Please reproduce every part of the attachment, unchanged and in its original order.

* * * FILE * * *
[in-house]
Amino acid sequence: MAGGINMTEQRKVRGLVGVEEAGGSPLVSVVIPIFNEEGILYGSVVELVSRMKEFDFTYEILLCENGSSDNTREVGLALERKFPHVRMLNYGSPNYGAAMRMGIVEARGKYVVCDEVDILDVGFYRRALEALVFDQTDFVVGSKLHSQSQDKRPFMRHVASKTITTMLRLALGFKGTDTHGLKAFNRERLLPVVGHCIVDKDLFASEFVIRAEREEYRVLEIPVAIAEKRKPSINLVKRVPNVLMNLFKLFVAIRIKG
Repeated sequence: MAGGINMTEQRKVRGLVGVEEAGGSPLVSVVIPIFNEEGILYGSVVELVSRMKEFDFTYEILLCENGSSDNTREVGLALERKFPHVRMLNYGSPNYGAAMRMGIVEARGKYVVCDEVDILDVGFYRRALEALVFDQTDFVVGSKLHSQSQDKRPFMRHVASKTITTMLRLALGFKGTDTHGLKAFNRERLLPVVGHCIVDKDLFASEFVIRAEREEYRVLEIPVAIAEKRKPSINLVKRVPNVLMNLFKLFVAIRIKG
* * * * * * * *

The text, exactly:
[in-house]
Amino acid sequence: MAGGINMTEQRKVRGLVGVEEAGGSPLVSVVIPIFNEEGILYGSVVELVSRMKEFDFTYEILLCENGSSDNTREVGLALERKFPHVRMLNYGSPNYGAAMRMGIVEARGKYVVCDEVDILDVGFYRRALEALVFDQTDFVVGSKLHSQSQDKRPFMRHVASKTITTMLRLALGFKGTDTHGLKAFNRERLLPVVGHCIVDKDLFASEFVIRAEREEYRVLEIPVAIAEKRKPSINLVKRVPNVLMNLFKLFVAIRIKG
Repeated sequence: MAGGINMTEQRKVRGLVGVEEAGGSPLVSVVIPIFNEEGILYGSVVELVSRMKEFDFTYEILLCENGSSDNTREVGLALERKFPHVRMLNYGSPNYGAAMRMGIVEARGKYVVCDEVDILDVGFYRRALEALVFDQTDFVVGSKLHSQSQDKRPFMRHVASKTITTMLRLALGFKGTDTHGLKAFNRERLLPVVGHCIVDKDLFASEFVIRAEREEYRVLEIPVAIAEKRKPSINLVKRVPNVLMNLFKLFVAIRIKG